In this video from his newly mowed backyard Craig explores what makes a good argument. What types of discussions are the most satisfying? It’s not the ones we win, Craig concludes.
In fact, the best discussions are not arguments at all but “explorations.”
Here’s a related Good Group Tip that Craig wrote: Okay to change your mind.
This video has captions. To see them, click CC on the video screen.
Here’s what Craig says in the video
Hi everybody. Hey it’s Craig Freshley here. I just cut the lawn for the first time this spring and while I was cutting the lawn I was thinking about a meeting yesterday.
We were talking about politics. We were talking about how to have hard conversations with people of different political parties. And somebody said, “The best arguments I’ve ever had are the ones where we both come away with seeing things in new ways.”
I started thinking about that; thinking back on arguments I had with fellow students back in college as a philosophy major, thinking about arguments I’ve had over countless dinner tables and on countless walks. And the best arguments I’ve ever had are the ones where we each came away with a new perspective on things!
This is very different than: “The best arguments I’ve ever had are the ones that I won.”
There is this idea that we go into an argument with the objective of winning. But why? Well it’s probably about ego and pride. I want to give myself a sense of satisfaction of being better than you. But when I look back on the arguments that I’ve had, that’s not what I really cherish.
And what’s this about winning an argument anyway? How do you know that you’ve won? Well in a formal argument — we call that a debate — there’s a way to tell who wins and who loses. There is a proposition. One side defends the proposition. Another side opposes the proposition. And at the end of the debate the audience or a set of judges vote and a winner is declared. But what’s that about? It’s about whoever is better at supporting or opposing the proposition, the initial idea. You win the argument if you’re better than the other guy at citing evidence, at clever dialogue, at rational thinking, of backing up the initial thought. It doesn’t necessarily mean that new thoughts are generated or created. That’s the best argument: when new knowledge is created.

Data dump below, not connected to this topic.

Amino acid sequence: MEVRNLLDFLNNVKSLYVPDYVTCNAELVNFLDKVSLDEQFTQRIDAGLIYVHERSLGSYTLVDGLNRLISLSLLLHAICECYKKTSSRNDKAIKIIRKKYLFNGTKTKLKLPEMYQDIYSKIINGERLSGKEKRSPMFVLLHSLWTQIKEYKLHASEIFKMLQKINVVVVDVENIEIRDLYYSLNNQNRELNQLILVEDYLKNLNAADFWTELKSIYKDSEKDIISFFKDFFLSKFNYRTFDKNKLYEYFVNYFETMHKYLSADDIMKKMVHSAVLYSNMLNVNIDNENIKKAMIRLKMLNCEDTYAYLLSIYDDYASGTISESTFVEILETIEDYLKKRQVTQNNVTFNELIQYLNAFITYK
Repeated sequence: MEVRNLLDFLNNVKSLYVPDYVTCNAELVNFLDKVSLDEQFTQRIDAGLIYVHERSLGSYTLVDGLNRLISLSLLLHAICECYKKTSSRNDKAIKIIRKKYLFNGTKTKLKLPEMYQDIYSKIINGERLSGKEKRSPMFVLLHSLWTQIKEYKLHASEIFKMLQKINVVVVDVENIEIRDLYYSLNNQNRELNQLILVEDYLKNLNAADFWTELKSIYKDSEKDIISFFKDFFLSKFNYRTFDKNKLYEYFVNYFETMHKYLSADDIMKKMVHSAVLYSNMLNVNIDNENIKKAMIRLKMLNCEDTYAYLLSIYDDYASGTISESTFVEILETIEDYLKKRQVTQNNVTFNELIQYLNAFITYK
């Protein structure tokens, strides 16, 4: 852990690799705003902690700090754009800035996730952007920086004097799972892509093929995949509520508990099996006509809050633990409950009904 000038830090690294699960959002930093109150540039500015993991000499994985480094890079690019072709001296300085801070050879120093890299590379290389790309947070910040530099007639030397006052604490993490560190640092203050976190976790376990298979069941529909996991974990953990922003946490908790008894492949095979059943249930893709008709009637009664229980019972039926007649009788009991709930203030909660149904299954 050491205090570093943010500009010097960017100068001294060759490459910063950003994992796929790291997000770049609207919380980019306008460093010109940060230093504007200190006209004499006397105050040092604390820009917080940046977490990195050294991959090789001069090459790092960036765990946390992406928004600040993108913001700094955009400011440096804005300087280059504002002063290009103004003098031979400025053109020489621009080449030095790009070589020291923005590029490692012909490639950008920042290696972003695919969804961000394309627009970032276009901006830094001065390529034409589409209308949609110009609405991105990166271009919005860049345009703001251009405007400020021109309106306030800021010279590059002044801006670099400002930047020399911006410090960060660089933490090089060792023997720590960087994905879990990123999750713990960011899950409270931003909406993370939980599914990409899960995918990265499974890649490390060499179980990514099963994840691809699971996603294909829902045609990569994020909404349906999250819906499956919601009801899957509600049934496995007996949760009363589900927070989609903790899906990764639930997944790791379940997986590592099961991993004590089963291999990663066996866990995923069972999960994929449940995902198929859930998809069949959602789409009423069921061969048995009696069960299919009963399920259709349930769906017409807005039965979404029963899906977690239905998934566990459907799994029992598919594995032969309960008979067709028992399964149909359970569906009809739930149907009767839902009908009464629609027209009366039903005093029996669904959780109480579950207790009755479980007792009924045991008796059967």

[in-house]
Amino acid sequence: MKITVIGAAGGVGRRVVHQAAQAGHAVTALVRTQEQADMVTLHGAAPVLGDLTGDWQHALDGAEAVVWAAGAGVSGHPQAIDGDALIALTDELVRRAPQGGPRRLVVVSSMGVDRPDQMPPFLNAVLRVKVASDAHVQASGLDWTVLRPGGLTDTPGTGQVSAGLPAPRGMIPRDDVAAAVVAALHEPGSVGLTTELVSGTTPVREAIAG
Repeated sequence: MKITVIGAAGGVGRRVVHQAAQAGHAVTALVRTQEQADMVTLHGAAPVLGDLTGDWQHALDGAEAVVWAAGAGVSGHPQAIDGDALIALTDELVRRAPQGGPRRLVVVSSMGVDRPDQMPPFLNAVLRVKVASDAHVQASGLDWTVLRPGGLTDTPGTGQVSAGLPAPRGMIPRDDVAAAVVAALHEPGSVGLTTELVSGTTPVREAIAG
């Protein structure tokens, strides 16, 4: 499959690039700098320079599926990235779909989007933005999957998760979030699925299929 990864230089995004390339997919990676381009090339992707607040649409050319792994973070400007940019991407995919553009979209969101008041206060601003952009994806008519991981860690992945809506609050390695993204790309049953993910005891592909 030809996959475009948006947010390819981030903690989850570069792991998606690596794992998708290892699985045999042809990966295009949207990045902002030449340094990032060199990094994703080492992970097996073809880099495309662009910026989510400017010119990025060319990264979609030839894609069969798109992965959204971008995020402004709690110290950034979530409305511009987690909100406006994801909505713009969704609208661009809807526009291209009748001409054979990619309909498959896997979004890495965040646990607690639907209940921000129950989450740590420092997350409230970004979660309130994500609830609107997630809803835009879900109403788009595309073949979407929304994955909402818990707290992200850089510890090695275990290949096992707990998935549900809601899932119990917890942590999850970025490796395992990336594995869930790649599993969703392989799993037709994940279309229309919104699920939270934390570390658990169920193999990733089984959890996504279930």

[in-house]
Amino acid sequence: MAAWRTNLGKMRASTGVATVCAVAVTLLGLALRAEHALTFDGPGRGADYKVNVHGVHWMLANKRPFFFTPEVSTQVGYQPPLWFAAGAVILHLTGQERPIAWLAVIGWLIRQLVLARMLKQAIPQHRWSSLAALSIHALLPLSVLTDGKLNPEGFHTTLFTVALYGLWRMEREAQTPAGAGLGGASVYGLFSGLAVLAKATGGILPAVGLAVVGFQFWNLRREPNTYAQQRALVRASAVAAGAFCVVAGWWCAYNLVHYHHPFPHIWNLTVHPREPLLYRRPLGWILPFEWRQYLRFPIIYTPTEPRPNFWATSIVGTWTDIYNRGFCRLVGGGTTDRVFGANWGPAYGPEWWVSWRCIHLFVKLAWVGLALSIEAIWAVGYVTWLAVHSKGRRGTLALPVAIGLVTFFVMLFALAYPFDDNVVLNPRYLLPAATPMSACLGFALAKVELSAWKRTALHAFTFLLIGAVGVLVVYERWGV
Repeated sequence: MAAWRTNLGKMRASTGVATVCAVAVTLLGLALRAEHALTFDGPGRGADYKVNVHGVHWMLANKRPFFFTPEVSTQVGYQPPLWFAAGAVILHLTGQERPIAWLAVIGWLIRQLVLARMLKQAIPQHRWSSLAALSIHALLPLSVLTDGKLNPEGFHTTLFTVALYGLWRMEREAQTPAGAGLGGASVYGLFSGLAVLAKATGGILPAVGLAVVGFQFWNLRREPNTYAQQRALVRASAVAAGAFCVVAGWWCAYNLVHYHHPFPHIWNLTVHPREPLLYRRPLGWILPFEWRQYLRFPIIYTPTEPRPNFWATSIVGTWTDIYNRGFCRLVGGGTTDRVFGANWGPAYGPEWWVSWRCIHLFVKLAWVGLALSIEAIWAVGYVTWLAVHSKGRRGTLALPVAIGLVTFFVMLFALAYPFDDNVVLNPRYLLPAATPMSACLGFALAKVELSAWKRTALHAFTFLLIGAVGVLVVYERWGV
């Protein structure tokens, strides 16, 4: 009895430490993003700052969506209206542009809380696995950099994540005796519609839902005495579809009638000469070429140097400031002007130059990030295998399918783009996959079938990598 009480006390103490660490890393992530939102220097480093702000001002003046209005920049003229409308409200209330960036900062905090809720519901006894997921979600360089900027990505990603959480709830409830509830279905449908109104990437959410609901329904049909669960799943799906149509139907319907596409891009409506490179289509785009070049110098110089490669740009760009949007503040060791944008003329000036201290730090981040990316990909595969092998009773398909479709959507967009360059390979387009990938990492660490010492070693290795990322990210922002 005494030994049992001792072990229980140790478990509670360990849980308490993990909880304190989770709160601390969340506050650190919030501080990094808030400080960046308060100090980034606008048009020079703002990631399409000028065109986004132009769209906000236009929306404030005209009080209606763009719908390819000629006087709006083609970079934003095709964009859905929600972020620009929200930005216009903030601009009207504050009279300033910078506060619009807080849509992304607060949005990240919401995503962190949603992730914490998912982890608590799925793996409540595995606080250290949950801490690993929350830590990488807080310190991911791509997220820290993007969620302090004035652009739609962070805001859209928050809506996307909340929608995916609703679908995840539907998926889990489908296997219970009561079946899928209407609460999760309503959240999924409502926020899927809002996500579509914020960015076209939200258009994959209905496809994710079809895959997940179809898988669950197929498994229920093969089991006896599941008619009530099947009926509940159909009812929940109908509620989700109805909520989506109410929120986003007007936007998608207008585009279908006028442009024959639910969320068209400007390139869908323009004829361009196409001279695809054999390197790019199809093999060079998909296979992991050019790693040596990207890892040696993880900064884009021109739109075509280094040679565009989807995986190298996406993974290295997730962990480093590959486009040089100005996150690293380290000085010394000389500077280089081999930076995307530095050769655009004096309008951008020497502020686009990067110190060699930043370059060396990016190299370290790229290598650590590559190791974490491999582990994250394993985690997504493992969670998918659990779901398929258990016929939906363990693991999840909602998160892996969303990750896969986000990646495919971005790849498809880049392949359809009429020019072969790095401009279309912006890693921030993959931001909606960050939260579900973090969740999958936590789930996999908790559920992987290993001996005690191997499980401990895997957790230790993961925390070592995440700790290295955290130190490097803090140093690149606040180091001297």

So I’m thinking that if I want to win an argument I’m going to focus on my talk. But if I want to come away from an argument seeing things in new ways, I’m going to focus on the listening. I’m going to draw out new knowledge from the other person and try to create new ideas rather than simply blindly defending my initial idea.
Thanks for listening everybody.